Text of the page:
Not that many people actually have a choice when thrust into single parenthood but I’m here to tell you, it is certainly NOT for those who are going to faint at the slightest woe. Being a single parent means changing a few of your course directives and creating a new plan of action that now demands the needs of the little person (s) that you now govern. To make matters more challenging, if you have a child with special needs, life becomes THAT much more interesting.
As a single parent, I am eternally grateful to have my parents near in this season. They have truly been a blessing. When I was forced to “woMAN up” less than a few years ago and care for my autistic son alone, I really didn’t understand the gravity of my responsibility. I don’t think I even thought about it. I just went into auto-pilot mode ~ I fed and bathed him, I prepared him for school, played with him, disciplined him and managed through the tantrums and other characteristics that presented themselves relevant at the time. There was no manual on how to handle being a parent. I did what was necessary and figured the rest as I went along. Did I get frustrated? Heck yeah! I would be lying like a rug if I told you I didn’t. I felt trapped. It felt completely unfair and I felt as if something had been stolen from me. And it had to a degree. There were days when I didn’t want to hear my son ask questions, make demands or need anything from me. Sometimes I just wanted to eat peanut butter and jelly for dinner and crawl up in the bed with nothing more than a remote in hand at 7 o’clock. But, I couldn’t! At the end of the day there was a huge responsibility to make sure that my needs and his were met and that he never felt the lack and that meant preparing lunch (making sure the crust was cut off because that’s how he liked it), being at the gate when he got out of school, standing watch while he did homework for however long it took and foregoing the social gatherings that I may have had my heart set on. And YES! These are all still present factors in my life.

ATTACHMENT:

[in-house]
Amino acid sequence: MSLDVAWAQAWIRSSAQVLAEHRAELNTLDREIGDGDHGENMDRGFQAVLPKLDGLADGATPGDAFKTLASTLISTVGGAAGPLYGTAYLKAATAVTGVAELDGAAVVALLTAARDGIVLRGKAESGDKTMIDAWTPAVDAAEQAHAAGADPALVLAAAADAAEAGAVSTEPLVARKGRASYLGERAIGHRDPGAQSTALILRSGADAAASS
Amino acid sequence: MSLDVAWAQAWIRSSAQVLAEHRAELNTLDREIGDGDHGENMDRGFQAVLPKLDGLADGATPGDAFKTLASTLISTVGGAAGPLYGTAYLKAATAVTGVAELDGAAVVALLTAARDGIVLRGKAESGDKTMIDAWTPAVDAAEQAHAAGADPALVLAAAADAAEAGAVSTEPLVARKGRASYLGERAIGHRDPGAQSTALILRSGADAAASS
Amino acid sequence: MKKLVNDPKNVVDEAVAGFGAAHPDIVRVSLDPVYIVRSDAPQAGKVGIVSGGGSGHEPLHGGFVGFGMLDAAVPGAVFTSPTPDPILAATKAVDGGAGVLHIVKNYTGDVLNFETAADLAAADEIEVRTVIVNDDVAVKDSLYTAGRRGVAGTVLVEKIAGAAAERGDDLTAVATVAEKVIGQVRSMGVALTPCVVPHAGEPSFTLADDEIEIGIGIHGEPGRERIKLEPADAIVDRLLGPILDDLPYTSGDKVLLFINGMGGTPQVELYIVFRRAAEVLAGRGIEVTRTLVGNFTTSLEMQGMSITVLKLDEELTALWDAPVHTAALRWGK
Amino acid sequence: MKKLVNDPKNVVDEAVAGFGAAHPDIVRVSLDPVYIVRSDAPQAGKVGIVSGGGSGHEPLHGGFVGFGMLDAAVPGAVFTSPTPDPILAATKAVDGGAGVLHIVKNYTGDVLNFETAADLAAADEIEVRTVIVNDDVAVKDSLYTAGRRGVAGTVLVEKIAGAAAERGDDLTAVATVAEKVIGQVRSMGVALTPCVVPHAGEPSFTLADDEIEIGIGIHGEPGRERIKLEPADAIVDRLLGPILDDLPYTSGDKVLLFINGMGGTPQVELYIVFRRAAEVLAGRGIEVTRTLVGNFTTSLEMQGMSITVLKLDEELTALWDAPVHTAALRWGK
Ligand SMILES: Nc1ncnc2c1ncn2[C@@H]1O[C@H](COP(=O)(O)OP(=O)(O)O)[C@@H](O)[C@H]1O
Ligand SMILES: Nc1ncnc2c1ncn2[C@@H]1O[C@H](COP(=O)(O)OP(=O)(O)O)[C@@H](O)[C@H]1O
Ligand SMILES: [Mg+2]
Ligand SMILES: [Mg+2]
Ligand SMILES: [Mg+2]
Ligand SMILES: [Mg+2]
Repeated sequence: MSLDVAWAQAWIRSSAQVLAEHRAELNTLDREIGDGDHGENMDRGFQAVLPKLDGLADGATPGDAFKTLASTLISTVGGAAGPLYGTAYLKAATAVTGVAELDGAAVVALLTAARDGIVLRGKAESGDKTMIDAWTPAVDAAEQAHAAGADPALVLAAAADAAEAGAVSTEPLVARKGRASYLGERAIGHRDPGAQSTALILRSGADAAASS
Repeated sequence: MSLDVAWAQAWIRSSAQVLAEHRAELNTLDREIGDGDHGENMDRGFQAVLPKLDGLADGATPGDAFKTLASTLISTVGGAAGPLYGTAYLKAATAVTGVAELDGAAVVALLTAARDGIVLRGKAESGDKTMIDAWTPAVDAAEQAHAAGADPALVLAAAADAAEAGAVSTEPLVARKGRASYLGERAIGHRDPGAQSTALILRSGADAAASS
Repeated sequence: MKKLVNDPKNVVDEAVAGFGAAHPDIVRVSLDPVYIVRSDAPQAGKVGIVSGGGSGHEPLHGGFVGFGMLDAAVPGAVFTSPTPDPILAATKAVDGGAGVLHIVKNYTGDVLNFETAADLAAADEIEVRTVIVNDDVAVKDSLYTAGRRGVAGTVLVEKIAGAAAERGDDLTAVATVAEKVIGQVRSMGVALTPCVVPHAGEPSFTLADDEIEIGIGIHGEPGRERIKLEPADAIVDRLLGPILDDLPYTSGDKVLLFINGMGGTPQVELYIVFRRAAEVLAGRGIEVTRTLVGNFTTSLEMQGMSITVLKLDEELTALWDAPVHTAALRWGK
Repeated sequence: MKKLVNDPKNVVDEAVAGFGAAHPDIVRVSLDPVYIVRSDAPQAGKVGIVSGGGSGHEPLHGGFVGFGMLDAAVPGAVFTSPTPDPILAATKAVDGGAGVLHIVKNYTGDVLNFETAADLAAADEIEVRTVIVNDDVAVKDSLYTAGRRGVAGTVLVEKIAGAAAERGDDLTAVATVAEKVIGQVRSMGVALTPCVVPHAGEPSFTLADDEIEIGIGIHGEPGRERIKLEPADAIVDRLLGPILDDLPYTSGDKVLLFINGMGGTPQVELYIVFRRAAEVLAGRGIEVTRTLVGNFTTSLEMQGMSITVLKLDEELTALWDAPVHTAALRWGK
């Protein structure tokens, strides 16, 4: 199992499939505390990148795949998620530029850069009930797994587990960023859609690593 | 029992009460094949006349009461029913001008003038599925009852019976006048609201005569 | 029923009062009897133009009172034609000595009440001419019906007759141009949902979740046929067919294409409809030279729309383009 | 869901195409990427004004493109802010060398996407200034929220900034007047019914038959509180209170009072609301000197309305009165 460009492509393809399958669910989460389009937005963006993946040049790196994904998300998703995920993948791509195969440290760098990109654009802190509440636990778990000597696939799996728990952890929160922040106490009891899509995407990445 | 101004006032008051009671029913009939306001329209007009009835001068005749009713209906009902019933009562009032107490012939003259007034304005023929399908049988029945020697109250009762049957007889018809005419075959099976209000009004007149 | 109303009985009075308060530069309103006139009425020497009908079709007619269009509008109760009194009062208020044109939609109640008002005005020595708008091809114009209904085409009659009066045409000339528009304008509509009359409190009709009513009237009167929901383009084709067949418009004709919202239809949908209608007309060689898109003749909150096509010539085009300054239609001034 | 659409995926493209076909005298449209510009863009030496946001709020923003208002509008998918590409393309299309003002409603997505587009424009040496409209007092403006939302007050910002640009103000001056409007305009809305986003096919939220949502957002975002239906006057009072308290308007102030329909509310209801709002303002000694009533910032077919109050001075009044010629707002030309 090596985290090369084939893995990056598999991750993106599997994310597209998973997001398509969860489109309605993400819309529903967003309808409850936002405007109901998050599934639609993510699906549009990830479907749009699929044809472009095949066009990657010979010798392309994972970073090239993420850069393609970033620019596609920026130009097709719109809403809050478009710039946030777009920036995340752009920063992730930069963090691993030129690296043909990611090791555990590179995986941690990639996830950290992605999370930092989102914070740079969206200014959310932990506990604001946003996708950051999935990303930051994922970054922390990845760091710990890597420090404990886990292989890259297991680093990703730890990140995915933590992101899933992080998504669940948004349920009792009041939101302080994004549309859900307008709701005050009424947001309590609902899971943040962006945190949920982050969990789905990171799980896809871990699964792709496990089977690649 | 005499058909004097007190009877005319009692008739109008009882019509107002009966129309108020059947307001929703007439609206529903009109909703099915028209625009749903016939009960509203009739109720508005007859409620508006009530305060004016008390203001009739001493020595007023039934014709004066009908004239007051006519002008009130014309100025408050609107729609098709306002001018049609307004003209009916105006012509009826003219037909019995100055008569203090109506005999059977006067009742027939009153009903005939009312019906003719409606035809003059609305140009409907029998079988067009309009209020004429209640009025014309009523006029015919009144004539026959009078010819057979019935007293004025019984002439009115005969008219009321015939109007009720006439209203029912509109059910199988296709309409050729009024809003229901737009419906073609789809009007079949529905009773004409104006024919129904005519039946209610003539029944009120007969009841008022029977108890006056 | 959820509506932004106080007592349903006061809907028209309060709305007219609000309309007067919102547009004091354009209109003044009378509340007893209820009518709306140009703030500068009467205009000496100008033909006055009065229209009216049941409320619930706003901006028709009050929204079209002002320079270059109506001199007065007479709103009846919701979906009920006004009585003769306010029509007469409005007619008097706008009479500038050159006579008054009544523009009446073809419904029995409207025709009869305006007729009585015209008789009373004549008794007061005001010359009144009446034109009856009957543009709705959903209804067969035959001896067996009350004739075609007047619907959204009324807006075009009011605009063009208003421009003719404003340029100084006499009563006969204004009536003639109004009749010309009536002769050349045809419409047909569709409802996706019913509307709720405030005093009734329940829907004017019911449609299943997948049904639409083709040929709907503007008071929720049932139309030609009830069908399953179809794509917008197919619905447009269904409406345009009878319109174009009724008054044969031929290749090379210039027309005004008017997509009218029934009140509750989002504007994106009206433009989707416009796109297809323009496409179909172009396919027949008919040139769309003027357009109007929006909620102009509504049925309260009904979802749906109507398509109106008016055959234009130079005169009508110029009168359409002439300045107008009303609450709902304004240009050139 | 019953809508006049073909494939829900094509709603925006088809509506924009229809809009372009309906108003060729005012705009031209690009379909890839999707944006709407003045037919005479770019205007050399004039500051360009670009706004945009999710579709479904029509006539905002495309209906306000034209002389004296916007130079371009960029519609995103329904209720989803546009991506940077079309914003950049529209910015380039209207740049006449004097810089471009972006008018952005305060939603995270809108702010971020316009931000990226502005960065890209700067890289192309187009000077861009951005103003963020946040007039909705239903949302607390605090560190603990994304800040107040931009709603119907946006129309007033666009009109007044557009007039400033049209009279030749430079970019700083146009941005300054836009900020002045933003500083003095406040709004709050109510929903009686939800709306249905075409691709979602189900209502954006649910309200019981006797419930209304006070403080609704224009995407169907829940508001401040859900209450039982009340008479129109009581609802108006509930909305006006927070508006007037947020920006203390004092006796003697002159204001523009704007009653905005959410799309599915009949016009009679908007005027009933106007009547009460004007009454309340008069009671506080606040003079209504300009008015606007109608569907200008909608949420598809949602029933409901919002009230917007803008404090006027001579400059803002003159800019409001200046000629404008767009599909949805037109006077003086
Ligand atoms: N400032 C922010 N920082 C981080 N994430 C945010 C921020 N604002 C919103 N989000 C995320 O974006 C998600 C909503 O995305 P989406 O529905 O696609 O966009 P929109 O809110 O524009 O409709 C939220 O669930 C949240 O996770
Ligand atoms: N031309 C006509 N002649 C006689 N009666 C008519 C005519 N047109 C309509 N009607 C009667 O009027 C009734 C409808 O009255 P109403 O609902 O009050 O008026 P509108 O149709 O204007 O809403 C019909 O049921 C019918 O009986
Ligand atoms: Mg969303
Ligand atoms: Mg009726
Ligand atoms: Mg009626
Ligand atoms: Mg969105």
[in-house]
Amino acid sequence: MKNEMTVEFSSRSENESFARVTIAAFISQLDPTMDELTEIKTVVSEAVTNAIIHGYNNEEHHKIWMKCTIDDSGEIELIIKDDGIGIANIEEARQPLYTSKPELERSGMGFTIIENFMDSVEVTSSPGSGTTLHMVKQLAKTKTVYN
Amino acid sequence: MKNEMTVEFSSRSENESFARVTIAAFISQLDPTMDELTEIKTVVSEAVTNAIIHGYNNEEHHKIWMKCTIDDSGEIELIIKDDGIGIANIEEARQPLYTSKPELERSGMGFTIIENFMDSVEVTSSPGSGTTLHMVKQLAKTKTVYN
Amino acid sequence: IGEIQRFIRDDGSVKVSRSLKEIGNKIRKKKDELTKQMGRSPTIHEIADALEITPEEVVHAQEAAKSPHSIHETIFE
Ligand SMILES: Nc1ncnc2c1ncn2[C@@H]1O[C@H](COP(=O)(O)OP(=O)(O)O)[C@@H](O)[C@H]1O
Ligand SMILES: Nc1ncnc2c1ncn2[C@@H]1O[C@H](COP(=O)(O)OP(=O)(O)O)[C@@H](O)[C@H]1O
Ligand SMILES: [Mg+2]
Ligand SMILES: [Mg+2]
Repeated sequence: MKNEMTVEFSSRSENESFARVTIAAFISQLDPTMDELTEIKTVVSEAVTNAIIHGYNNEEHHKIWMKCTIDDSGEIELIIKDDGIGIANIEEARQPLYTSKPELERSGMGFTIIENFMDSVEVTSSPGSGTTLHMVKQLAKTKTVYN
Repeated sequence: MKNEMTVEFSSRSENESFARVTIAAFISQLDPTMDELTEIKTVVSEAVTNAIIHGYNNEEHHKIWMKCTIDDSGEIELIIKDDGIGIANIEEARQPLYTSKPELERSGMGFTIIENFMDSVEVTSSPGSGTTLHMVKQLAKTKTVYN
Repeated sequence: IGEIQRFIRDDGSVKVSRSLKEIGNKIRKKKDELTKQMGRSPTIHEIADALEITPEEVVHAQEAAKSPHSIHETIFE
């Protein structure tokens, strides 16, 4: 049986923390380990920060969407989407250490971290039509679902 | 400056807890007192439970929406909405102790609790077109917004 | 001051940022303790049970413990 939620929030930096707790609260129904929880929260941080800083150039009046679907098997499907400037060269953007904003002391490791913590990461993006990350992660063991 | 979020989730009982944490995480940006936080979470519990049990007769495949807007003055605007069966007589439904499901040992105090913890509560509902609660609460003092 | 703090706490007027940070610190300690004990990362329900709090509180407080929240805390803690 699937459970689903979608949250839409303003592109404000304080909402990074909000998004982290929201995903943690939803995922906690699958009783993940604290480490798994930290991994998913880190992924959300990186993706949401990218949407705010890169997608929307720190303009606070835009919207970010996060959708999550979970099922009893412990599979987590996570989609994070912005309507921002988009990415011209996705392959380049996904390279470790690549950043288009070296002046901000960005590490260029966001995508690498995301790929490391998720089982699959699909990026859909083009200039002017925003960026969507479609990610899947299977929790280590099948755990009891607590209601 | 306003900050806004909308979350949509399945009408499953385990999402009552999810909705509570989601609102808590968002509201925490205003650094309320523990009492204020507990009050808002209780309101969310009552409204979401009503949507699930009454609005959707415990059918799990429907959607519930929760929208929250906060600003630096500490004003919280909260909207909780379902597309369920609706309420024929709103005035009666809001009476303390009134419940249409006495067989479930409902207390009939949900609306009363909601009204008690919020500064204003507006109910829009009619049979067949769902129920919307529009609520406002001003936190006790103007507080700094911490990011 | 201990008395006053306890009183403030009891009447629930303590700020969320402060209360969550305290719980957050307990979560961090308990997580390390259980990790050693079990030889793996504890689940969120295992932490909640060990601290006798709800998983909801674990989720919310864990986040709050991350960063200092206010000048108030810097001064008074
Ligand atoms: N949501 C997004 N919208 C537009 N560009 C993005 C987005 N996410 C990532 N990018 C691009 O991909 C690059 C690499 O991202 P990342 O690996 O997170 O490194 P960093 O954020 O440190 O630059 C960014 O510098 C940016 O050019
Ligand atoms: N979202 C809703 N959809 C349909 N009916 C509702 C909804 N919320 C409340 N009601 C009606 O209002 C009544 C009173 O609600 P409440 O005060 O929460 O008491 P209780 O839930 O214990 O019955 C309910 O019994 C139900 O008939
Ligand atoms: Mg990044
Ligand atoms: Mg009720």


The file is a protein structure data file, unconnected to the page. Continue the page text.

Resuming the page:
Many single parents are in situations that at least allow for the other parent to be a consistent presence in the child’s life, (i.e., alternate weekends or weekdays and take them out for visits). But because of the dynamics of my families demise, I was unable to do that, which brought about a whole other level of angst for me as a newly single parent. I don’t try to make up for the loss of a father figure in the home, instead, I try to be the BEST mommy that I can. I have a really supportive network of friends that lift me up and encourage me daily, even in those times when I feel I don’t have anything left to give. I love to hear “him” tell me, “You’re such a good mom.” Warm fuzzies. That really does something to you when you know you’re trying your best. I’m telling you, single parenthood isn’t for punks! No sir. It takes a strong somebody to sacrifice themselves for another. I tip my hat to all single parents in the world. You rock!
Written by Ingrid Michelle for Elev8.com